Before getting into high-capacity magazine bans themselves, we need to have a talk about the prevalence of mass shootings first. Why? Because if we're going to talk about solving a problem, we need to know how often, frequent, and prevalent mass shootings are. Getting into the definition of mass shooting can be difficult (also see here). Looking at most recent CDC data, firearm homicides counted for 11,208 deaths in 2013, which isn't even one of the top fifteen causes of death in this country. Less than half of 1 percent of gun deaths are mass shootings. Also, most homicides are committed with handguns, not rifles (FBI Crime Data). More to the point, the homicide rate in this country, according to FBI homicide data, is at a 51-year low. In spite of media hysteria, mass shootings are nowhere as near as prevalent as portrayed. Unfortunate? Absolutely! Prevalent? While it would be nice to see them as low as they are in other countries, they are still not as prevalent as we believe.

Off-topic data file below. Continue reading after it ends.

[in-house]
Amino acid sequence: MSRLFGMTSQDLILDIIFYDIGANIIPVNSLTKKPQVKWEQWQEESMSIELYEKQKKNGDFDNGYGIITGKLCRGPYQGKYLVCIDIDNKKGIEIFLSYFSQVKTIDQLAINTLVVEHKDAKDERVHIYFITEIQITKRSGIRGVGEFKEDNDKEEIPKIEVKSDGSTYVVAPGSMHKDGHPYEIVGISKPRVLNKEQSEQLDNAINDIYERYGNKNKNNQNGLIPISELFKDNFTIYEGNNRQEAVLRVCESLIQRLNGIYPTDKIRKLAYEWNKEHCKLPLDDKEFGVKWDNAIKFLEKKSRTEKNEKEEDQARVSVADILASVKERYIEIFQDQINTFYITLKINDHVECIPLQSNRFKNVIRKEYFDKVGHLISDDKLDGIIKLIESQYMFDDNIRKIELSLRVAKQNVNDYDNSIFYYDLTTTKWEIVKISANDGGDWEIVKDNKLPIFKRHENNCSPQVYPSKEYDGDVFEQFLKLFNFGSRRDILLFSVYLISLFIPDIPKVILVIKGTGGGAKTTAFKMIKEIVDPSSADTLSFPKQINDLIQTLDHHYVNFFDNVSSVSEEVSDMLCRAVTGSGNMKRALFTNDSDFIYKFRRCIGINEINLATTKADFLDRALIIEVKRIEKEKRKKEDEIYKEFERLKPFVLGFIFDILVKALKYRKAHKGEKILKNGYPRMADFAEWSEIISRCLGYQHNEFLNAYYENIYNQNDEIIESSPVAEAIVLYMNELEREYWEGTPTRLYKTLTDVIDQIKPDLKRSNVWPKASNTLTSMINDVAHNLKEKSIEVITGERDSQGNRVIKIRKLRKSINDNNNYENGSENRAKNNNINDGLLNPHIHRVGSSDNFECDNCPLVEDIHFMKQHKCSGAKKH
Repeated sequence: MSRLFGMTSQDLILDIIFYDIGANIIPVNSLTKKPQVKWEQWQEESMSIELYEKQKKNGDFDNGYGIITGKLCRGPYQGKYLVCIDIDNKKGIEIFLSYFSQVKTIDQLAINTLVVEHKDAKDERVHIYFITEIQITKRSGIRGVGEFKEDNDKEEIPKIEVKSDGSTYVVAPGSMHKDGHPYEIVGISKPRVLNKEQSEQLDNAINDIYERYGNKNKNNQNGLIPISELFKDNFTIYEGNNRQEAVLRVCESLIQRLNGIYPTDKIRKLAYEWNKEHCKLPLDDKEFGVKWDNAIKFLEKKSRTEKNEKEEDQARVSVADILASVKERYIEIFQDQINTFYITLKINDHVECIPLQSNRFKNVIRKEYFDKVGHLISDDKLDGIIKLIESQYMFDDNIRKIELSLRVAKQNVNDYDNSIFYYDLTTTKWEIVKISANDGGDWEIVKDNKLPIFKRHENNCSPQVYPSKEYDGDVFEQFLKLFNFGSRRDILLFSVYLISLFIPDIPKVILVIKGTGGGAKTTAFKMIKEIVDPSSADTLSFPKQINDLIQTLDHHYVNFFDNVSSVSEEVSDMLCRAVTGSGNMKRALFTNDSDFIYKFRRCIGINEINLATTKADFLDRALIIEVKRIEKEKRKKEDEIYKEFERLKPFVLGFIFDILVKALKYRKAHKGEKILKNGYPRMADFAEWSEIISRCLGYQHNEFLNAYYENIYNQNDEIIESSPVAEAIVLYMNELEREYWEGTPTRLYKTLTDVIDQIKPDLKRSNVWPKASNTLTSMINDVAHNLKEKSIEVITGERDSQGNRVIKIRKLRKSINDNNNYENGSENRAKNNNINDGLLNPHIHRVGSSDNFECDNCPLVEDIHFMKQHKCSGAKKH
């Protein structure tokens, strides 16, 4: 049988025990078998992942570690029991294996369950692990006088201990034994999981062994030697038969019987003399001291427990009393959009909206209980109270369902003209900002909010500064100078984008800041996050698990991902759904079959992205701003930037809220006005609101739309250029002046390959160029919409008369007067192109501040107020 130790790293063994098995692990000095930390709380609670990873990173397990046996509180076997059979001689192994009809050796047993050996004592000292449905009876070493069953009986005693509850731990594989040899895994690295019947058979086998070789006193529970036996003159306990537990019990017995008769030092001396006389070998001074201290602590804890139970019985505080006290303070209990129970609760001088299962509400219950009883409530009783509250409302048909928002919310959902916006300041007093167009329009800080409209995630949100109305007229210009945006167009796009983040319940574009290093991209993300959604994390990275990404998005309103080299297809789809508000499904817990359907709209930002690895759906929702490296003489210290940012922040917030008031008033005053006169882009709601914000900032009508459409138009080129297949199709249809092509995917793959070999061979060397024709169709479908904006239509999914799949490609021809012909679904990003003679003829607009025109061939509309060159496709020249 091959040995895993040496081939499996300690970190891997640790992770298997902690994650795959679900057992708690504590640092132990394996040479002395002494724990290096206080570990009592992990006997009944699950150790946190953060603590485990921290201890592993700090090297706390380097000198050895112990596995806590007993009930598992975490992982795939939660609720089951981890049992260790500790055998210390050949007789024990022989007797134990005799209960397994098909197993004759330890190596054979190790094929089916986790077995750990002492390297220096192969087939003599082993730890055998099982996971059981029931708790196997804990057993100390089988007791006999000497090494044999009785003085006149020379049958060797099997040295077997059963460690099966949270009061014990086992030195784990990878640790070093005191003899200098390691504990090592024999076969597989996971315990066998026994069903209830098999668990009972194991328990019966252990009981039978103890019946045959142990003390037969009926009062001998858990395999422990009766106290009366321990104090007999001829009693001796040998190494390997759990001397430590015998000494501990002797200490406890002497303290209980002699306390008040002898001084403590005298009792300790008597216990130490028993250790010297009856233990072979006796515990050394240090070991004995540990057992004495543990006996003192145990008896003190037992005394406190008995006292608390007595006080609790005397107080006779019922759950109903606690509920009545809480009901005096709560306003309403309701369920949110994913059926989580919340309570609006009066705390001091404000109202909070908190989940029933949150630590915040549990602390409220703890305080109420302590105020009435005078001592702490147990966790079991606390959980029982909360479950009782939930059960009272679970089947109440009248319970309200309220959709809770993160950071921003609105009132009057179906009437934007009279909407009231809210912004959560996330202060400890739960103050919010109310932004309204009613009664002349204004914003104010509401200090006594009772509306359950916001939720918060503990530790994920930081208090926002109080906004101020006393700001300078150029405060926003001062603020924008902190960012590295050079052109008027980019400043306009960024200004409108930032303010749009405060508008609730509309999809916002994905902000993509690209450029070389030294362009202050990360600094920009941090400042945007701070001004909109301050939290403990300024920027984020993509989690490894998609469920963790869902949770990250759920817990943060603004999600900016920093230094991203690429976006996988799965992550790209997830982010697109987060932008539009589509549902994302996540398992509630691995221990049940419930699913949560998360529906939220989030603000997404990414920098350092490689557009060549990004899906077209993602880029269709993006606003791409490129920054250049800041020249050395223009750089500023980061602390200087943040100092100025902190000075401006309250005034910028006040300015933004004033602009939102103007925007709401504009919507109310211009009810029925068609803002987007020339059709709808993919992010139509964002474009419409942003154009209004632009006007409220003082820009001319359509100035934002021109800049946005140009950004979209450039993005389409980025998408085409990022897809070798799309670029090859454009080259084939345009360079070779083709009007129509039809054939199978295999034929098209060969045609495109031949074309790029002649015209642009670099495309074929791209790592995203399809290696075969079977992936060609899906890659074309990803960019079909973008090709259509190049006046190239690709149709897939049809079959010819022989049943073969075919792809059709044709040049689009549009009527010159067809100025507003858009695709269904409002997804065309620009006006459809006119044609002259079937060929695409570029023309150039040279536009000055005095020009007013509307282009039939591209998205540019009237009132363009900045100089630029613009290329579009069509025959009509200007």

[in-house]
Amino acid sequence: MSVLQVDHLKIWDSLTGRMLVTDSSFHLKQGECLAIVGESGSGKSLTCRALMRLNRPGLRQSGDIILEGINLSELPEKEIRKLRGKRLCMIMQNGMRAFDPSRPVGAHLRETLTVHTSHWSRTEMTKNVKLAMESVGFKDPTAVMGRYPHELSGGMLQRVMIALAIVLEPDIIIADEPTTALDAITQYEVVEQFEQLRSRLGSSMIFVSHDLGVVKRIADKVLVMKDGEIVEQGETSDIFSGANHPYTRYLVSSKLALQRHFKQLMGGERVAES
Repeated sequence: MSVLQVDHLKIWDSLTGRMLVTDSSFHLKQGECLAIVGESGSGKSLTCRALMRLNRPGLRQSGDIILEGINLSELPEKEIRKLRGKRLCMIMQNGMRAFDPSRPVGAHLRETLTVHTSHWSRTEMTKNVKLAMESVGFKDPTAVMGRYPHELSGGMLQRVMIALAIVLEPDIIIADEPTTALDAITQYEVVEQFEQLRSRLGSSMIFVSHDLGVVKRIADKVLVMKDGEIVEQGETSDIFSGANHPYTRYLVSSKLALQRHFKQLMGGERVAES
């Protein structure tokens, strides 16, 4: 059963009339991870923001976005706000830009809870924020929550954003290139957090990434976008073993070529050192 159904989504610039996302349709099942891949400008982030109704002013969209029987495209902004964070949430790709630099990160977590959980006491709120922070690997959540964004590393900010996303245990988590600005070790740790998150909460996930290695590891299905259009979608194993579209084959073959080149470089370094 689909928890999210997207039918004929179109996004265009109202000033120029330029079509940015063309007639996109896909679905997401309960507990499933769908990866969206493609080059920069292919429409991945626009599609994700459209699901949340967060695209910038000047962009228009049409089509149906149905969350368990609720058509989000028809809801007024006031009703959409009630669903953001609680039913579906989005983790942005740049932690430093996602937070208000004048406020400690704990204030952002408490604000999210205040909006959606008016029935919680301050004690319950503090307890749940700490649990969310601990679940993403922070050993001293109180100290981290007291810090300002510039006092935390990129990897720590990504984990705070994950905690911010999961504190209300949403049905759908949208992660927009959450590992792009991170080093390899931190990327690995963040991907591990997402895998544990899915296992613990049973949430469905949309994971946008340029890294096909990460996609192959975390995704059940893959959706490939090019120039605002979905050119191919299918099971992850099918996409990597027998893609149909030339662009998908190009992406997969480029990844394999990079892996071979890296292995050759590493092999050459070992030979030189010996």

Then there's an issue of why anyone would need a high-capacity magazine in the first place. Guns are used for more than just recreational shooting, but also self-defense. Some think that ten bullets is more than plenty in a self-defense scenario. Anything else seems excessive. But is it? While it normally takes no more than a few seconds to typically reload a magazine, someone who is under attack is under more stress, which, in all probability, impedes motor skills to reload the magazine. Even experienced shooters miss from time to time. Police officers, who are trained professionals, only hit their target 30 percent of the time. And that is just for able-bodied individuals. If you're elderly or an individual with disabilities, the last thing you want to be doing in a self-defense scenario is have to worry about reloading a magazine. The criminal attacking has the element of surprise, so a criminal is better prepared and less likely to be stressed. And what if there are multiple assailants? 15 percent of homicides from 1990-2008 (most recent data) were homicides involving single victims and multiple offenders (Bureau of Justice Statistics, p. 24). Depending on the year, at least a quarter of hate crimes are committed by multiple offenders (BJS, 2014). Using a gun with higher capacity for self-defense has a basis in reality.